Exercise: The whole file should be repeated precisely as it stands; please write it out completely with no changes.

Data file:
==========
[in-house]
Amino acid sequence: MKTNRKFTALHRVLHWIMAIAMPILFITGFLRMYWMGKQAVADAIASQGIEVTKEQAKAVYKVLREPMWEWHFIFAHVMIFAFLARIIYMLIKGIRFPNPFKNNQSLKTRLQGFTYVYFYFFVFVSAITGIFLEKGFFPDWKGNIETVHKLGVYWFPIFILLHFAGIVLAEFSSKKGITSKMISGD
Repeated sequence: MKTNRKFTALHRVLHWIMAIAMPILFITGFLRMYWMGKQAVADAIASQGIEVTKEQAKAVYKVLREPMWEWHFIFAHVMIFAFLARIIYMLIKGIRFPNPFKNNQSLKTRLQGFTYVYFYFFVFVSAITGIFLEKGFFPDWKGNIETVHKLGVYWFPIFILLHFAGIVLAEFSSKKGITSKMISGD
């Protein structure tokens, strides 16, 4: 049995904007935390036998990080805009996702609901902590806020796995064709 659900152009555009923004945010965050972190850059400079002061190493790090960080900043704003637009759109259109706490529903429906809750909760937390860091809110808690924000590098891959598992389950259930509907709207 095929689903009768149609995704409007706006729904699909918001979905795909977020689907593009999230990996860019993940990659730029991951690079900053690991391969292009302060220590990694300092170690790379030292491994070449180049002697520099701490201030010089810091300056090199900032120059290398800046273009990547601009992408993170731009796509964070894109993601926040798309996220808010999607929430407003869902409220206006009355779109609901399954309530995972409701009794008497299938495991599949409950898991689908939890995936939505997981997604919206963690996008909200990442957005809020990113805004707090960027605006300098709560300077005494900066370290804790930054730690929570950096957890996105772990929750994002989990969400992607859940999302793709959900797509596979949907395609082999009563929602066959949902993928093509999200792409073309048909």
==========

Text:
[in-house]
Amino acid sequence: MKTNRKFTALHRVLHWIMAIAMPILFITGFLRMYWMGKQAVADAIASQGIEVTKEQAKAVYKVLREPMWEWHFIFAHVMIFAFLARIIYMLIKGIRFPNPFKNNQSLKTRLQGFTYVYFYFFVFVSAITGIFLEKGFFPDWKGNIETVHKLGVYWFPIFILLHFAGIVLAEFSSKKGITSKMISGD
Repeated sequence: MKTNRKFTALHRVLHWIMAIAMPILFITGFLRMYWMGKQAVADAIASQGIEVTKEQAKAVYKVLREPMWEWHFIFAHVMIFAFLARIIYMLIKGIRFPNPFKNNQSLKTRLQGFTYVYFYFFVFVSAITGIFLEKGFFPDWKGNIETVHKLGVYWFPIFILLHFAGIVLAEFSSKKGITSKMISGD
């Protein structure tokens, strides 16, 4: 049995904007935390036998990080805009996702609901902590806020796995064709 659900152009555009923004945010965050972190850059400079002061190493790090960080900043704003637009759109259109706490529903429906809750909760937390860091809110808690924000590098891959598992389950259930509907709207 095929689903009768149609995704409007706006729904699909918001979905795909977020689907593009999230990996860019993940990659730029991951690079900053690991391969292009302060220590990694300092170690790379030292491994070449180049002697520099701490201030010089810091300056090199900032120059290398800046273009990547601009992408993170731009796509964070894109993601926040798309996220808010999607929430407003869902409220206006009355779109609901399954309530995972409701009794008497299938495991599949409950898991689908939890995936939505997981997604919206963690996008909200990442957005809020990113805004707090960027605006300098709560300077005494900066370290804790930054730690929570950096957890996105772990929750994002989990969400992607859940999302793709959900797509596979949907395609082999009563929602066959949902993928093509999200792409073309048909």